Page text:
Taken by Storms

Taken by Storms

Over the course of a hot summer day in the suburbs, the thunderheads stack, their bottoms blue like an angry sea, their tops gray as smoke. While the sun still shines, the first peal of thunder is met with the hurried sounds of tasks to be completed—of a lawn mower, a saw—alongside sounds of ease—of wind chimes, a car radio.

Sometimes we can feel a storm coming as the air cools and lifts the leaves, agitating them like bubbles in a pot of water heading to a boil. Sometimes it arrives with barely a warning. This summer’s storms have been like that: some anticipated, some a surprise.

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One day, a storm skirts east, another west, and then an odd stillness falls like a veil. The sun disappears, and the light flattens. The rain never comes.

Another day, just around sunset as the neighborhood quiets, raindrops begin to patter on the leaves, and low clouds spin in from the west. The storm arrives like a train, pushing a cool breeze that, strangely, hints of winter. Afterward, water drips luxuriously from the leaves and sparkles in the security light from a neighbor’s garage.

Another storm comes suddenly, shooting rain down with a forceful shush like a parent quieting a child. The wind shifts, and water blows sideways through screen doors. Thunder rolls around the storm’s edges, as if it can’t quite find its way in. Lightning is a blink, more a suggestion than a thing actually seen. Raindrops hit flat surfaces and explode into water dandelions. Gutters overflow. A river washes along the sidewalk curbs.

One afternoon, lightning comes first: a flash in a dome of milk glass, like an overhead light suddenly switched on and off before thunder rips across it, filling the dome with sound so pure it’s felt more than heard.

If we’re smart, we give those roiling black clouds and flashes of light the respect they deserve. We get off the ball field and out of the water. We watch from our windows or inside our cars.

Newspaper records reaching back to the 18th century recount lightning strikes that killed cows and burned barns. Accounts of people struck were printed from as far away as England and appeared under such provocative headlines as “A Record of Violent Deaths” and “The Hard Ways of the World.” A July 21, 1879, item in the New Haven Gazette claimed, “The house of Jonas Buckingham in Milford was struck by lightning Thursday, and Mrs. Buckingham, who has been deranged for several years, was completely restored to reason by the shock.”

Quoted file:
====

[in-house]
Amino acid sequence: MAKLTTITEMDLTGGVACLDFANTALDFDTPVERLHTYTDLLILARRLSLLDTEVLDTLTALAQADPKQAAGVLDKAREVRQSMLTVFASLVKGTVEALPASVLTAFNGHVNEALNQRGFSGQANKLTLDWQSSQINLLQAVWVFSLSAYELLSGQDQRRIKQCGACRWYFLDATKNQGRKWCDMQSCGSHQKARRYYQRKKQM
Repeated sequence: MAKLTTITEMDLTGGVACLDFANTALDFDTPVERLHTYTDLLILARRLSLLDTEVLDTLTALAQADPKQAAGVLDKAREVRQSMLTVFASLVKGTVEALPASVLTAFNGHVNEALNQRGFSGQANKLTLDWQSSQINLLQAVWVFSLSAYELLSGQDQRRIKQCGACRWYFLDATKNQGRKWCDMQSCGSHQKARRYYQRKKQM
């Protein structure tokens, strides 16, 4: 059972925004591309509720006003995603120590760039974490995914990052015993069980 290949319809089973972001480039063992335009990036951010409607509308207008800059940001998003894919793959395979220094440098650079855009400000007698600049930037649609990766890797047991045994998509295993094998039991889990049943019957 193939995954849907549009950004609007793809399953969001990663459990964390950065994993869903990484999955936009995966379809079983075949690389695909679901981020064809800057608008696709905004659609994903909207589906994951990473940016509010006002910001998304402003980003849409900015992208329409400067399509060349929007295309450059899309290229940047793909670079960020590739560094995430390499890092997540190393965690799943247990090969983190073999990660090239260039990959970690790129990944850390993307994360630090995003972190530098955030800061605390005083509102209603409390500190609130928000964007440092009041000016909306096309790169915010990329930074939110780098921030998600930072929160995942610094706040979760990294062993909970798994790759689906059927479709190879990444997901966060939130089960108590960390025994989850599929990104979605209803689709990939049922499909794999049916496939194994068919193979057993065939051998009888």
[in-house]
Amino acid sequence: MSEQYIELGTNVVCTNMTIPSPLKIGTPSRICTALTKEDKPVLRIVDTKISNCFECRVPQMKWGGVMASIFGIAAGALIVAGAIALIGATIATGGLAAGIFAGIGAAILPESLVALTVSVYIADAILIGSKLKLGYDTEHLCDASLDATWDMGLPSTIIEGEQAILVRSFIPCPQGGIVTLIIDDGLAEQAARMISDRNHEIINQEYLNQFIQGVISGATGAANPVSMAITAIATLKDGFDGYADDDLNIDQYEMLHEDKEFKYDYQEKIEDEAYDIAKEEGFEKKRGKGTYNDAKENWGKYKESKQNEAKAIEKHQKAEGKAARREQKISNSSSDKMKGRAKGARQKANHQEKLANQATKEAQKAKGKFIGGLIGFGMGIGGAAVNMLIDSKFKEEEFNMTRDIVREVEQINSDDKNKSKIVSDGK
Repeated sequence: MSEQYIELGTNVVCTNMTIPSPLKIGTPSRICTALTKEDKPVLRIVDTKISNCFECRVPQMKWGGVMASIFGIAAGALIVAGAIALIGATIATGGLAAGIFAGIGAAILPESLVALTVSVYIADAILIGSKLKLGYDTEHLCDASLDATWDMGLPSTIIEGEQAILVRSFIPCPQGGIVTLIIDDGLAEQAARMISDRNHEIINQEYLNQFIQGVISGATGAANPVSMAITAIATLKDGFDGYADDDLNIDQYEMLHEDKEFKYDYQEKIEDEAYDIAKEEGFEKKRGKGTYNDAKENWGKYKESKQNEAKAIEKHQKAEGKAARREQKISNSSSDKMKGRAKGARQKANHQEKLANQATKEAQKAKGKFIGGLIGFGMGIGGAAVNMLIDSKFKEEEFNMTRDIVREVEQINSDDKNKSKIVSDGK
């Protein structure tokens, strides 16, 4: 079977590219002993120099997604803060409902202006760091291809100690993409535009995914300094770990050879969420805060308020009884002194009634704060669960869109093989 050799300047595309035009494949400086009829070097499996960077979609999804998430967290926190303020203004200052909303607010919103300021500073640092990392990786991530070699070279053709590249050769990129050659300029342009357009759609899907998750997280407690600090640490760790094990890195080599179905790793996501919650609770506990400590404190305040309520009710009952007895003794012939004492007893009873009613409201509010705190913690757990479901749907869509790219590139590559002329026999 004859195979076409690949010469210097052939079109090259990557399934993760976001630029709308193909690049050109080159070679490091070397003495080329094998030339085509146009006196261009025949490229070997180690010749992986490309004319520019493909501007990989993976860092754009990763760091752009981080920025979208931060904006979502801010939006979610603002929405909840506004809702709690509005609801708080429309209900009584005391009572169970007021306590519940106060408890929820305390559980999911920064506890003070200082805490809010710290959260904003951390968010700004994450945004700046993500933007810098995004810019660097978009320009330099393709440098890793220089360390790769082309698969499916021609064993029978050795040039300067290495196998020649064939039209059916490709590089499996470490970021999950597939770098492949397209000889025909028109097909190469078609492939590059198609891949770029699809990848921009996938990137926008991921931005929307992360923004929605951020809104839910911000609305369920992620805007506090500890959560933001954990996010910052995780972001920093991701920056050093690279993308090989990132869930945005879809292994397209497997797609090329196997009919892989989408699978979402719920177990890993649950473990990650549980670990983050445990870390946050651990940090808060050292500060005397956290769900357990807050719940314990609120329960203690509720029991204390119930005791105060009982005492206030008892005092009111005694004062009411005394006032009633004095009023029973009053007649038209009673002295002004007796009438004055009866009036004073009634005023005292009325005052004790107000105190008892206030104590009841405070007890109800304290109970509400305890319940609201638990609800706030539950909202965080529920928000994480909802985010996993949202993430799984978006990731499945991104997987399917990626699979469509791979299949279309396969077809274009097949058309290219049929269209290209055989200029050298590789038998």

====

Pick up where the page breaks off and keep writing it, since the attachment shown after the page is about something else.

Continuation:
One especially dramatic New Haven account was published in the Gazette later that year:

A short but severe thunder shower occurred here last evening, beginning about eleven o’clock. A sharp flash of lightning followed by a loud thunder crash woke many people up. The family of S. L. Pewtress, who lives at the corner of Lewis and Pine streets, thought their house had been lifted up 100 feet in the air. The crash was terrific and their chambers were filled with sulpherous smoke immediately afterwards. Mr. Pewtress was awakened with some difficulty, being probably somewhat effected by the lightning. The ell part of the house where it joins the main building had been struck. The tin roof of the ell was torn off; a piece of the tin was cut off as neatly as with a pair of shears, and transported into another man’s door yard. The lightning followed down the petition that separates the back parlor and the sitting room until it came to a speaking tube. It appeared to take a fancy to the tube and twisted it into all sorts of fancy shapes. Then Mr. Pewtress got up believing that the house was on fire and looked around to learn the amount of damage. He put his hand on the tube; it was still burning hot. It was wonderful that the house did not take fire. Leaving the tube the electricity found the way to the water pipe. This it followed into the street, where it went right and left exploding the water mains and tearing up the street. Had the bolt exploded in the room everything must have been blown to pieces…

Our fascination with such accounts lives on. A man and a woman both collapsed after a lightning strike to a nearby tree in West Haven in 2016, the New Haven Register reported; a surveillance video was posted online to show the dramatic moment. Both survived. A 2010 strike was blamed for a house fire in Hamden from which everyone, including the family dog and snake, escaped unharmed.

As these events go, Connecticut is a quieter state. According to data from the National Climatic Data Center, we get between 10 and 20 thunderstorms per year on average; areas along the Gulf Coast may report 130 or more. Nevertheless, those capricious orange and red blobs marching across the daily radar this time of year remain fearsome at their worst.

At their best—from a safe, dry place—they can be beautiful, too, with their painted clouds, their primeval illuminations, their quenching rain on a hot, dry garden.

Written and photographed by Kathy Leonard Czepiel.

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